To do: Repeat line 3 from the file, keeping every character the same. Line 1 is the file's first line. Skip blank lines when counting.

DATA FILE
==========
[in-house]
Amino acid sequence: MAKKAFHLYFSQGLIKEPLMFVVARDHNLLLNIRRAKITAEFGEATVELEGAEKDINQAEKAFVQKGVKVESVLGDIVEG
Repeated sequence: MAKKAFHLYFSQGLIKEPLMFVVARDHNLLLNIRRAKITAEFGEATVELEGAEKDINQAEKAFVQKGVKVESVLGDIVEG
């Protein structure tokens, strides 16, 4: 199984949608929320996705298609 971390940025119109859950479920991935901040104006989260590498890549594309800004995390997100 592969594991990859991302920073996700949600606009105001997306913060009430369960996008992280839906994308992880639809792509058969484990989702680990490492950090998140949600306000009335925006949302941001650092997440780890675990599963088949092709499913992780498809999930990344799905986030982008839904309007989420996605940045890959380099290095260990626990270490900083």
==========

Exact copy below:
Repeated sequence: MAKKAFHLYFSQGLIKEPLMFVVARDHNLLLNIRRAKITAEFGEATVELEGAEKDINQAEKAFVQKGVKVESVLGDIVEG